05/24/2013 12:54 pm ET Updated Jul 23, 2013

An Elegy for Ray Manzarek: Pay Some Attention to the Man Behind the Curtain

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The only time I ever walked out of a show was during a solo performance of Ray Manzarek. It's strange and sad that that was the first thing that came to mind upon hearing of the passing of the legendary founding member and keyboard player of The Doors. However, that evening made an indelible mark on me and clarified a lot of how I feel about The Doors and their legacy.

The show was at the Bottom Line in New York a little over ten years ago. I'm not sure what I was expecting to see. Opening the show for him was the poet/musician Jim Carroll, who did a spoken word performance, at the end of which Ray joined him onstage to provide piano accompaniment to some poems. Curiously, the stage did not look like it was set up for a band to play.

What I did not know when I went to the show was that Manzarek was on a book tour at the time. He had written a novel entitled The Poet in Exile, about a musician named "Roy" who begins a journey to seek "The Poet," the lead singer from his former band, long since thought dead, but in fact living on an island somewhere, essentially culminating in some kind of reconciliation and closure. As Manzarek stood on stage and described the book, I could discern a feeling of incredulity from the audience. The performance consisted of Manzarek performing instrumental, solo renditions of Doors songs on the piano in between his banter and recitation of passages from his novel. I left about fifteen minutes into his "set."

It was a sad spectacle to see. I had gone to the show because I always liked Ray. I'm one of those people who like The Doors in spite of Jim Morrison, and not because of him. Yes, Jim had a great voice, and was certainly charismatic, I suppose. Still, I always thought him ridiculous and self-important, as well as unfairly overshadowing his band-mates' contributions. Also, rightly or wrongly, I always perceived of Manzarek as the architect of the band's sound.

Manzarek certainly wasn't as cool as Morrison. I always thought he looked kind of like the morose older brother of the Lovin' Spoonful's John Sebastian (who, as it turns out, played un-credited harmonica on the track, "Roadside Blues"). But hunched over the keyboard, laying down his dark organ textures with his right hand while handling the bass parts with his left (the Doors never had an official bass player), he cut a striking image of his own, the somber engineer, the mad scientist, the man behind the curtain.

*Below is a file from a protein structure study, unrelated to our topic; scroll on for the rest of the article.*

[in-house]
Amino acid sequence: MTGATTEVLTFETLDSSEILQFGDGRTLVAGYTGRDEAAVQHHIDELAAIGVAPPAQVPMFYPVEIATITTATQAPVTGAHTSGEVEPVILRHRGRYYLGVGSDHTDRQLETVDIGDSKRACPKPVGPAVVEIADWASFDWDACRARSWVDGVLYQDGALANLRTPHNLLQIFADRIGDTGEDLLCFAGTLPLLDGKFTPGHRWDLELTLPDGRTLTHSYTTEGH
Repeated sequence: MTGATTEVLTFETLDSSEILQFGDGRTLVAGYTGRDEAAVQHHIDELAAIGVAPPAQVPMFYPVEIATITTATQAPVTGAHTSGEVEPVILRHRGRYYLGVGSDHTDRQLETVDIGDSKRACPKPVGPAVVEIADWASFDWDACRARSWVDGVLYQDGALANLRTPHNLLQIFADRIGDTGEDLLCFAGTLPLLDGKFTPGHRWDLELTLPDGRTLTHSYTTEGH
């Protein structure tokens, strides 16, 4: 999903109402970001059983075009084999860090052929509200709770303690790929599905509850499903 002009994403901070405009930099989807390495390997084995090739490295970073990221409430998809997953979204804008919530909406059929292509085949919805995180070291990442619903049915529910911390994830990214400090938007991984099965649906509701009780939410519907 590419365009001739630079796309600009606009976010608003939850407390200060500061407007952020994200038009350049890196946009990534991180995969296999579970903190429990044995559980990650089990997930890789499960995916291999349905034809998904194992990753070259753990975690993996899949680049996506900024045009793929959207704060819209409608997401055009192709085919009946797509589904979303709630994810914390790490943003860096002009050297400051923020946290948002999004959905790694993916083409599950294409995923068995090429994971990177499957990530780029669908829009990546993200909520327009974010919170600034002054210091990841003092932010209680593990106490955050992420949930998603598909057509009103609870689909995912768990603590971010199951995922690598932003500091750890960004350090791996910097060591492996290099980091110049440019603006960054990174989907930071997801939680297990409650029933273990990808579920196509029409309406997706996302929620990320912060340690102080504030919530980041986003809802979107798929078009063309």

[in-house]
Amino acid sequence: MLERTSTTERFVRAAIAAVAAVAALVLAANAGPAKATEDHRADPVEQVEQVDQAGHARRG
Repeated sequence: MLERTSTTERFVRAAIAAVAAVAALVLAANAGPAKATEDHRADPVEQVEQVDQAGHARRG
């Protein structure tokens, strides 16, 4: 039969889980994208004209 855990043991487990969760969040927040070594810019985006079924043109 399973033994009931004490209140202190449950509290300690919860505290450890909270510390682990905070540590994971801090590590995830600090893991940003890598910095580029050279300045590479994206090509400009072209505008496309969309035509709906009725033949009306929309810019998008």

After The Doors disillusion, his influence would continue, playing on albums by the likes of Echo and the Bunnymen, and producing the first four albums by the seminal Los Angeles punk band, X. More recently, he would work with other poets (I say "other" for the benefit of those who believe that Jim Morrison was a poet), most notably beat poet Michael McClure, providing acoustic backdrops for their work on record and in performance.

Still, he lurked in Jim's shadow. He even seemed very comfortable there. I guess it makes sense. Through his constant reinforcement of the myth of the Lizard King, through books, interviews and the like, he succeeded in making the shadow a bigger place to inhabit.

Again, I don't mean to be insulting to Ray Manzarek here. Quite the opposite. I think he deserves more credit, even more than he gave himself.

The point is that Manzarek, guitarist Robby Krieger and drummer John Densmore were not merely a backing band for Jim Morrison. Yes, it has been argued that The Doors would have been nothing without Jim Morrison, and even I grudgingly have to agree, but all too rarely is the converse argued, that Jim Morrison would have been nothing without The Doors. The band's aggression, colored by Manzarek's dark, almost gothic tones, gave weight to Morrison's lyrics and vocals, which otherwise would have been mere self-indulgent ravings. I think too often people don't realize this. I think the thing that bothered me the most about seeing Ray plugging his book onstage at the Bottom Line all those years ago, was the fact that, at the time at least, it seemed he'd forgotten that himself.